To Raise, Or Not To Raise

This blog post was written by Dan Martell and was published on Maple Butter yesterday.

There must be something in the air because over the past 3 weeks I’ve gotten 30+ emails from startups that are actively looking to raise $500K+ and want “advice”. Well, here’s my advice.

Go out there and make some money!

$5700Seriously. 85%+ of the startups that pitch me could’ve easily charged customers, but they dont? It seems like everyone forgot that creating a business meant generating revenues. It does not mean building an MVP, getting 200 beta users and raising $500K. As an investor I like giving money to teams that don’t want it. Sounds weird right? We’ll it’s true. I like scrappy founders that can code and make money (even if it’s to test the model) from their users.

Building a startup is about understand your unit economics and somehow prove out some level of traction and a model that works. Just because you have 100,000 people signed up to your LaunchRock landing page – doesn’t mean you should be raising money.


Raising money is not a badge of honor

Instead of spending all that time raising a round ( likely ending up in failure any way ), instead invest that time in pitching customers – early adopters – to buy your product, or sell your vision to someone who can get you distribution. If you’re a team of 2 or 3, then you only need $20,000/month in profit to support yourselves. Is it easy? No. But is it doable? Abso-freaking-lutely!!!

As soon as you raise money, there’s usually only one outcome. Public offering or getting acquired. If you don’t raise, you still have those options, but you also have the opportunity to create the business and lifestyle you want. I’ve done both – bootstrapped a startup to Millions in revenue (I owned 100%) and raised money from professional investors for Flowtown.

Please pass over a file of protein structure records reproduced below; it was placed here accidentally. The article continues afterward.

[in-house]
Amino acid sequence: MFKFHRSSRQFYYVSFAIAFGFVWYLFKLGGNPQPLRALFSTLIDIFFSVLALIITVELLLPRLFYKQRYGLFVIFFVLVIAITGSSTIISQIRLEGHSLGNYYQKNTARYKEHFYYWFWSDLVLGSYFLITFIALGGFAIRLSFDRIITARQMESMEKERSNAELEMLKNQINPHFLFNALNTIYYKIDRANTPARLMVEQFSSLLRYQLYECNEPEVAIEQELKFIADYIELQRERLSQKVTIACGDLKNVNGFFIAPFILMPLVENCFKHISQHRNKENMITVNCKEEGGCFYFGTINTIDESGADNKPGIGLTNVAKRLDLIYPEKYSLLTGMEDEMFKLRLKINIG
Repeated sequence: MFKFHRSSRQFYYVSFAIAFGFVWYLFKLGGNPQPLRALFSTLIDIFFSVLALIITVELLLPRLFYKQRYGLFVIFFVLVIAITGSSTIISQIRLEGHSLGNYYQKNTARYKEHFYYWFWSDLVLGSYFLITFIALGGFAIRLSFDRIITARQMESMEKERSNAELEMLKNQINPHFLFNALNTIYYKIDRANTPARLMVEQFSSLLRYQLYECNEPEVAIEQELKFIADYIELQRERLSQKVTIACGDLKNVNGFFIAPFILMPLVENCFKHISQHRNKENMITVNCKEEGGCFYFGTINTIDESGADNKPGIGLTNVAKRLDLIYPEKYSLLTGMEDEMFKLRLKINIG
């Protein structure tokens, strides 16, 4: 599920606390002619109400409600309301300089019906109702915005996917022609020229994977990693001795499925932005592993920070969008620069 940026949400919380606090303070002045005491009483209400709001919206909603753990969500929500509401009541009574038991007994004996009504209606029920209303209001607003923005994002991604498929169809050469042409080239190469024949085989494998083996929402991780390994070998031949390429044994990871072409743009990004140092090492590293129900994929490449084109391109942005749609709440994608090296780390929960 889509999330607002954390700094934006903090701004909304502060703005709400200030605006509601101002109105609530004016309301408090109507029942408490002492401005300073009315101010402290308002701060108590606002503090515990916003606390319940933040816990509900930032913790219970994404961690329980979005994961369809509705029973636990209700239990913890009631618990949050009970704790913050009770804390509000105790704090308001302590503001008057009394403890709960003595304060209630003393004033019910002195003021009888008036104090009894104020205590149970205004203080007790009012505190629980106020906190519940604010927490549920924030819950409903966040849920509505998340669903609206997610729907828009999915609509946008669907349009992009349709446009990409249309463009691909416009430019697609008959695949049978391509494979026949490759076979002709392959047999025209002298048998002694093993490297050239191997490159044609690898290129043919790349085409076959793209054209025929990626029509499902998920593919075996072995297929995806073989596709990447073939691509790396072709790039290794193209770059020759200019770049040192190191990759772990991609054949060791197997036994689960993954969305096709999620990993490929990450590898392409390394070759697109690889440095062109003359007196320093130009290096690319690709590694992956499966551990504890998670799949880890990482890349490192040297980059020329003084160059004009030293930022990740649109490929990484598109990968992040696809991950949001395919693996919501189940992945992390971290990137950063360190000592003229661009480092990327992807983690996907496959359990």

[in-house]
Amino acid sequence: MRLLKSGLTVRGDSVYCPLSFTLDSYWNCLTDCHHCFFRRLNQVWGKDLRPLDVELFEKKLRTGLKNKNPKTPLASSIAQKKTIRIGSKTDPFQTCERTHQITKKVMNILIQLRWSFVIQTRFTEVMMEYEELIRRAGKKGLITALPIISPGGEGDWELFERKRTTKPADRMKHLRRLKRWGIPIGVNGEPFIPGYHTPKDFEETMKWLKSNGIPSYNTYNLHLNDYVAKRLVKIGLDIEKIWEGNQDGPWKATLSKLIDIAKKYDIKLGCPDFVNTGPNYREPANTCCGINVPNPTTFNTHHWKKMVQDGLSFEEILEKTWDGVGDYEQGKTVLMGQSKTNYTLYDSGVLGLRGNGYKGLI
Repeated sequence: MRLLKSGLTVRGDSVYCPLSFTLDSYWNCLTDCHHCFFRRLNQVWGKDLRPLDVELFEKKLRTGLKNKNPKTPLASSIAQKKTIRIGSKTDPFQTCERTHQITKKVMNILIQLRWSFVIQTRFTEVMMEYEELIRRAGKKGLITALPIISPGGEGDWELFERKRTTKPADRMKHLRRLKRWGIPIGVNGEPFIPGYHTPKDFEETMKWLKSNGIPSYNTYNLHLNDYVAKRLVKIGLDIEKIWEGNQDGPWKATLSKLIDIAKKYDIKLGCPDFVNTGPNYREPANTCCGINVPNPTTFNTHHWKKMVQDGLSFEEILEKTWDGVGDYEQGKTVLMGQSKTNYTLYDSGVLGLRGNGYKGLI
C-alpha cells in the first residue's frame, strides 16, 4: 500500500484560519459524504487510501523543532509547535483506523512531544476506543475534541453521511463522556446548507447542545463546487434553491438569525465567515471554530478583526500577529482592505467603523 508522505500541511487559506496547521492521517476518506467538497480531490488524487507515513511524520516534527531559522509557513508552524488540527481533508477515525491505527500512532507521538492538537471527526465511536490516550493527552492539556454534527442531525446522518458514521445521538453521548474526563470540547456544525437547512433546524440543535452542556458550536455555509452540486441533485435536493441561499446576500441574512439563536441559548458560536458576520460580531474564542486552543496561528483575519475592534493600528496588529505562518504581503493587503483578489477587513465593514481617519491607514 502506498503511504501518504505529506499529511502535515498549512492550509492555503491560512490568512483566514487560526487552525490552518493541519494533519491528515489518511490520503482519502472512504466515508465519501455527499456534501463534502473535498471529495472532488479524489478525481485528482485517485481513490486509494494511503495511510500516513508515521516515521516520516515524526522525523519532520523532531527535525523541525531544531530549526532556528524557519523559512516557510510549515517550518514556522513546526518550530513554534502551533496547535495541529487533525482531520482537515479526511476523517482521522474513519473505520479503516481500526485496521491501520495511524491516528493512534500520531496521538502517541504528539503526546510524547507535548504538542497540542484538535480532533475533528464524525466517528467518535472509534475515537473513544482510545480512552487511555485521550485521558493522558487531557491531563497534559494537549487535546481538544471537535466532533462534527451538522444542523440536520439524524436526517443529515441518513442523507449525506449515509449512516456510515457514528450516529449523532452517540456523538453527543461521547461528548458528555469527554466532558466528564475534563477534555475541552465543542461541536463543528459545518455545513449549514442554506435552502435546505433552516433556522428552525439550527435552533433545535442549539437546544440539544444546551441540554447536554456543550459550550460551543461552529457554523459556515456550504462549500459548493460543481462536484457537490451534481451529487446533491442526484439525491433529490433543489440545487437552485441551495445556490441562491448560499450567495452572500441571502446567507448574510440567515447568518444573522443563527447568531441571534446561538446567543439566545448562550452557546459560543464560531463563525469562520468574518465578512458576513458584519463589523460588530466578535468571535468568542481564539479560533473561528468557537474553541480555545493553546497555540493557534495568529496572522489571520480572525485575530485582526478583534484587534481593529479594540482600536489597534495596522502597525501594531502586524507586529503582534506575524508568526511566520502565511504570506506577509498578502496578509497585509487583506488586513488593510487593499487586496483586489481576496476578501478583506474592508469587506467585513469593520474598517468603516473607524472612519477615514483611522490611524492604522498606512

But here’s the thing – we only raised after we invested our own money & time building a product people paid for and was generating $20K a month in revenue. We new our metrics (Churn, LTV, CAC) and how we were going to invest in scaling that in a repeatable way. Only then did we decide to raise money to grow because we felt there was an opportunity and we wanted to involve others with expertise.

What I learned talking with hundreds of founders who’ve raised money- especially at the seed stage – they usually don’t pay themselves much to live. They make $60K and the engineers make $100K+. Every dollar is leveraged for growth as they need their traction to look a certain way for their the next big raise. It’s a totally different game when you organically build your company using creative financing or closing distribution deals.

Here’s what I know. If you’re raising so ..

  • you can quit your job
  • your co-founders will join you full time
  • you can build the features that you might monetize
  • you can show the world your a “legit” startup

Then you don’t have the right mindset.

Today more than ever you can build a company for a few hundred bucks and other than your time (learn to code! no excuses) you should be able to charge people. The magic number is a 1000. 1000 people paying you every month. Focus on that (and obviously profit) and you’ll be surprise how many people will be wanting to give you money.

Change your beliefs, build a stronger foundation, then go out there and negotiate from a position of strength.